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Is that Oblivion in your pocket, or could Epic's iPhone game actually look this good?

Witchcraft. Seriously, just witchcraft. I've been playing games for decades now, and I've got a pretty good grasp of technology and development techniques, yet still the occult is the only explanation I have for what Epic Games and Chair Entertainment are pulling off with the recently unveiled iPhone version of the Unreal Engine 3.

You've probably already readmine and Justin's ebullient geek-out over the Gears of War dev's Epic Citadel tech demo. If you haven't, clickhere. In short, Xbox 360 in your pocket. But now, via an iPhone 4 promo video,the first tiny snatch of footage from the game proper has appeared.

Above: Click the pic to check out the video

It's only a few seconds long, but it's a pretty significant few seconds. Firstly, it shows the first in-game characters we've seen so far (the currently available demo is a beautiful but entirely unpopulated affair). And it shows that they look fantastic. And secondly, it gives a rough impression of how the game is going to work, or at the very least adds credance to my early guesses.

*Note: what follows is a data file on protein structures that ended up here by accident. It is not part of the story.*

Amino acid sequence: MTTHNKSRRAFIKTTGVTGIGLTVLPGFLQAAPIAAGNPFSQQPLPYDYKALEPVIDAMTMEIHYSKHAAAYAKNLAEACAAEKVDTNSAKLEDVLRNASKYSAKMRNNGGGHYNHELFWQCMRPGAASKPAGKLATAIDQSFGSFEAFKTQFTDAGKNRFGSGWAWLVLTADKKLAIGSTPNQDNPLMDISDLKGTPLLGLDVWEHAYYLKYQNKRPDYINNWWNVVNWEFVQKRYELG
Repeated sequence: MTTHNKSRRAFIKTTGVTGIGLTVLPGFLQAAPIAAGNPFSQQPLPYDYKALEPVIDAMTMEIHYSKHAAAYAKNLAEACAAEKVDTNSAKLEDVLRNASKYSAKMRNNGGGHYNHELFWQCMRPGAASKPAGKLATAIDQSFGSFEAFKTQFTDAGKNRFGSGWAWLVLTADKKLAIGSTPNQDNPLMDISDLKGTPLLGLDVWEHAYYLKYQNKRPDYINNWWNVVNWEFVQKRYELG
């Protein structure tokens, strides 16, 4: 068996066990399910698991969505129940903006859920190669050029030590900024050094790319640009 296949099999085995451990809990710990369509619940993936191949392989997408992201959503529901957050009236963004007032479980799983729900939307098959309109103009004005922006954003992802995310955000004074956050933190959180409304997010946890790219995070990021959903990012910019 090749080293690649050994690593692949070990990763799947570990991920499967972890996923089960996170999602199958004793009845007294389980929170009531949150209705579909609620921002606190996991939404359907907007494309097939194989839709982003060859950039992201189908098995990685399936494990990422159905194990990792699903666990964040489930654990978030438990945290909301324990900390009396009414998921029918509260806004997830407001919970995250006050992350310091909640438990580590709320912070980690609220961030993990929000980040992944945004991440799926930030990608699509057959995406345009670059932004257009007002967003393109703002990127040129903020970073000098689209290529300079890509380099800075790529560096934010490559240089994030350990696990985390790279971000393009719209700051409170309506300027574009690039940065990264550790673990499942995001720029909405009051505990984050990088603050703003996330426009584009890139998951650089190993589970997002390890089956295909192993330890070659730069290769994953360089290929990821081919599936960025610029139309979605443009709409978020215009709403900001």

Many, myself included, were worried about how a triple-A action-adventure wouldcontrol with the iPhone's touchscreen limitations. From the screen furniture and camera framingin the footage shown, it looks like the combat elements will take place via a dedicated set of separate game mechanics rather than blending with the twin-stick, first-person navigation we enjoyed in the demo. There are no clues as to whether they will play out in real-time orvia aturn-based system, but either way, I'm now breathing a little easier than I was before.

Despite Epic boss Mark Rein'scomments earlier this week, I still believe that portable gamingrequires a very different design philosophy than that of 'big' console games, so I'm very interested to see how Chair make the overall game work. But it's excited interest, without a doubt. What do you reckon?

Long-time GR+ writer Dave has been gaming with immense dedication ever since he failed dismally at some '80s arcade racer on a childhood day at the seaside (due to being too small to reach the controls without help). These days he's an enigmatic blend of beard-stroking narrative discussion and hard-hitting Psycho Crushers.